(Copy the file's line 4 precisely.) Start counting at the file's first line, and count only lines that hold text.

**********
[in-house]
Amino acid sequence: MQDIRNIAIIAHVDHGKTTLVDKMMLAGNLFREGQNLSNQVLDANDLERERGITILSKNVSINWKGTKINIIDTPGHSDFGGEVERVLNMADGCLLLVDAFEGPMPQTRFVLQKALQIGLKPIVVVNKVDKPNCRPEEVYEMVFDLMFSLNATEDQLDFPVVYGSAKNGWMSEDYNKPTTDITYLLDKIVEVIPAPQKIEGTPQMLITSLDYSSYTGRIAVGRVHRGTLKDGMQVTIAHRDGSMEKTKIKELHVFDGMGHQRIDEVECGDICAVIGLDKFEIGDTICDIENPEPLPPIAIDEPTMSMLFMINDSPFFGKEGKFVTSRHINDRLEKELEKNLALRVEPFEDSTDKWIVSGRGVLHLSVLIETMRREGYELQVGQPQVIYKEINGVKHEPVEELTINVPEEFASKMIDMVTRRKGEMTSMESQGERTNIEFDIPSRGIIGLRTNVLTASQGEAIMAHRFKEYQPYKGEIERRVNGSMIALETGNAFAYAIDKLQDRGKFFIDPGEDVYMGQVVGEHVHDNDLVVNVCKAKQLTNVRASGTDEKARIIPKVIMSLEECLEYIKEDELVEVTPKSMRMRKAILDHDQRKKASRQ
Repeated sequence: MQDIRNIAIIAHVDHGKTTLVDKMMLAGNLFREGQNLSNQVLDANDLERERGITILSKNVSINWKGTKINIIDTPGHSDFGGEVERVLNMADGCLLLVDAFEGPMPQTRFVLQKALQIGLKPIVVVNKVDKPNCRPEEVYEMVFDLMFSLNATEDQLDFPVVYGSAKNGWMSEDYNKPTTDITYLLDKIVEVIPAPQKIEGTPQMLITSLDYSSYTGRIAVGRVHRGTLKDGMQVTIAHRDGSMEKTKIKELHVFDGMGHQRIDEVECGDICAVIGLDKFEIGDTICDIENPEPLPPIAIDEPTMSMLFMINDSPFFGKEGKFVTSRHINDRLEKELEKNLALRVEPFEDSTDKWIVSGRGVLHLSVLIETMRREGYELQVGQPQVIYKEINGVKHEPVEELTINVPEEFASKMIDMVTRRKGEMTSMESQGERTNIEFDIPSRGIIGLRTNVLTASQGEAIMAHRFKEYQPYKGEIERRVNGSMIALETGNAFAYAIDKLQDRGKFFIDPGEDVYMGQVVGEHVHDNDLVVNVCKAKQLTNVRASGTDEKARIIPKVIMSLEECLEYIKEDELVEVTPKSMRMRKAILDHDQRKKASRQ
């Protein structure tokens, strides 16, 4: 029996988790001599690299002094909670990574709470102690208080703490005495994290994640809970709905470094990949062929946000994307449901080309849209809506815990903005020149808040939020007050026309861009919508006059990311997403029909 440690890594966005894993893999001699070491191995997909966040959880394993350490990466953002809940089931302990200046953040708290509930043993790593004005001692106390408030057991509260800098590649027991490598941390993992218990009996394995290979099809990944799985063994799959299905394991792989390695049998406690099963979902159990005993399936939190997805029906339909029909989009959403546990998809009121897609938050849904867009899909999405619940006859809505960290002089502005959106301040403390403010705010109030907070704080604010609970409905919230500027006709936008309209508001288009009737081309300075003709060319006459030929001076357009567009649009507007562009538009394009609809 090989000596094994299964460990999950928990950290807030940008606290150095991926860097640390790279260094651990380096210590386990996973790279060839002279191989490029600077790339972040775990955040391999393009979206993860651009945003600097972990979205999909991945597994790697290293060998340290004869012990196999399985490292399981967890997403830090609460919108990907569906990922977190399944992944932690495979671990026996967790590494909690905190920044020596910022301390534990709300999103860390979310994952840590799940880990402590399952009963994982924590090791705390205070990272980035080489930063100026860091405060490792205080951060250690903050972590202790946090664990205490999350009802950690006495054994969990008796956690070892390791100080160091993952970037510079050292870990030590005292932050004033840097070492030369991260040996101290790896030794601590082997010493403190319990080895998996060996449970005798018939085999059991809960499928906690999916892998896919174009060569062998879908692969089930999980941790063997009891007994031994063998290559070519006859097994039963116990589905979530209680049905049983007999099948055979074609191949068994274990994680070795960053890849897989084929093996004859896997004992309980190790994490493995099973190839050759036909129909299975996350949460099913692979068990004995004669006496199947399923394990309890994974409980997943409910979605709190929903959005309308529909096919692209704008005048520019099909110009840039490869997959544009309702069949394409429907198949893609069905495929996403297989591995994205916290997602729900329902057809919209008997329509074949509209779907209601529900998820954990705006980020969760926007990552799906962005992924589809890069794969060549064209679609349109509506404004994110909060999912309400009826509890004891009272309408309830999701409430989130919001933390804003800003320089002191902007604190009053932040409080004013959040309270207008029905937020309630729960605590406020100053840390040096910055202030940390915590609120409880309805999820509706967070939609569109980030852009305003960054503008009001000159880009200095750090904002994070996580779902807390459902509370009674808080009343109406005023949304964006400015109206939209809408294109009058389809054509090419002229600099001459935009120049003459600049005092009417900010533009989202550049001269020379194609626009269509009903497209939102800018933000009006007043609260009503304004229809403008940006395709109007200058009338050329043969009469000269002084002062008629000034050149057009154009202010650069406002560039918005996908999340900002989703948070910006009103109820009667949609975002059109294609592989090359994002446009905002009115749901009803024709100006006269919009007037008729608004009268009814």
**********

């Protein structure tokens, strides 16, 4: 029996988790001599690299002094909670990574709470102690208080703490005495994290994640809970709905470094990949062929946000994307449901080309849209809506815990903005020149808040939020007050026309861009919508006059990311997403029909 440690890594966005894993893999001699070491191995997909966040959880394993350490990466953002809940089931302990200046953040708290509930043993790593004005001692106390408030057991509260800098590649027991490598941390993992218990009996394995290979099809990944799985063994799959299905394991792989390695049998406690099963979902159990005993399936939190997805029906339909029909989009959403546990998809009121897609938050849904867009899909999405619940006859809505960290002089502005959106301040403390403010705010109030907070704080604010609970409905919230500027006709936008309209508001288009009737081309300075003709060319006459030929001076357009567009649009507007562009538009394009609809 090989000596094994299964460990999950928990950290807030940008606290150095991926860097640390790279260094651990380096210590386990996973790279060839002279191989490029600077790339972040775990955040391999393009979206993860651009945003600097972990979205999909991945597994790697290293060998340290004869012990196999399985490292399981967890997403830090609460919108990907569906990922977190399944992944932690495979671990026996967790590494909690905190920044020596910022301390534990709300999103860390979310994952840590799940880990402590399952009963994982924590090791705390205070990272980035080489930063100026860091405060490792205080951060250690903050972590202790946090664990205490999350009802950690006495054994969990008796956690070892390791100080160091993952970037510079050292870990030590005292932050004033840097070492030369991260040996101290790896030794601590082997010493403190319990080895998996060996449970005798018939085999059991809960499928906690999916892998896919174009060569062998879908692969089930999980941790063997009891007994031994063998290559070519006859097994039963116990589905979530209680049905049983007999099948055979074609191949068994274990994680070795960053890849897989084929093996004859896997004992309980190790994490493995099973190839050759036909129909299975996350949460099913692979068990004995004669006496199947399923394990309890994974409980997943409910979605709190929903959005309308529909096919692209704008005048520019099909110009840039490869997959544009309702069949394409429907198949893609069905495929996403297989591995994205916290997602729900329902057809919209008997329509074949509209779907209601529900998820954990705006980020969760926007990552799906962005992924589809890069794969060549064209679609349109509506404004994110909060999912309400009826509890004891009272309408309830999701409430989130919001933390804003800003320089002191902007604190009053932040409080004013959040309270207008029905937020309630729960605590406020100053840390040096910055202030940390915590609120409880309805999820509706967070939609569109980030852009305003960054503008009001000159880009200095750090904002994070996580779902807390459902509370009674808080009343109406005023949304964006400015109206939209809408294109009058389809054509090419002229600099001459935009120049003459600049005092009417900010533009989202550049001269020379194609626009269509009903497209939102800018933000009006007043609260009503304004229809403008940006395709109007200058009338050329043969009469000269002084002062008629000034050149057009154009202010650069406002560039918005996908999340900002989703948070910006009103109820009667949609975002059109294609592989090359994002446009905002009115749901009803024709100006006269919009007037008729608004009268009814």